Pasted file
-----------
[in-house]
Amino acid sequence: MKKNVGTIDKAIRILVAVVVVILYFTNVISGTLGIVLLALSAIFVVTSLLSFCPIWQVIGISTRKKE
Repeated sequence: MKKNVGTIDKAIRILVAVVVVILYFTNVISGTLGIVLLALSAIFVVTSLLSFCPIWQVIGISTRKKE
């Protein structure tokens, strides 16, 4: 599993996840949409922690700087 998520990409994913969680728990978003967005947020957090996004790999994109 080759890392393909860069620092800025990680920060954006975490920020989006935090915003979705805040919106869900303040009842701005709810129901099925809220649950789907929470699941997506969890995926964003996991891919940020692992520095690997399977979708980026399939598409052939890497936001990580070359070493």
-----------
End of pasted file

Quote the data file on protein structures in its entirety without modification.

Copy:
[in-house]
Amino acid sequence: MKKNVGTIDKAIRILVAVVVVILYFTNVISGTLGIVLLALSAIFVVTSLLSFCPIWQVIGISTRKKE
Repeated sequence: MKKNVGTIDKAIRILVAVVVVILYFTNVISGTLGIVLLALSAIFVVTSLLSFCPIWQVIGISTRKKE
């Protein structure tokens, strides 16, 4: 599993996840949409922690700087 998520990409994913969680728990978003967005947020957090996004790999994109 080759890392393909860069620092800025990680920060954006975490920020989006935090915003979705805040919106869900303040009842701005709810129901099925809220649950789907929470699941997506969890995926964003996991891919940020692992520095690997399977979708980026399939598409052939890497936001990580070359070493």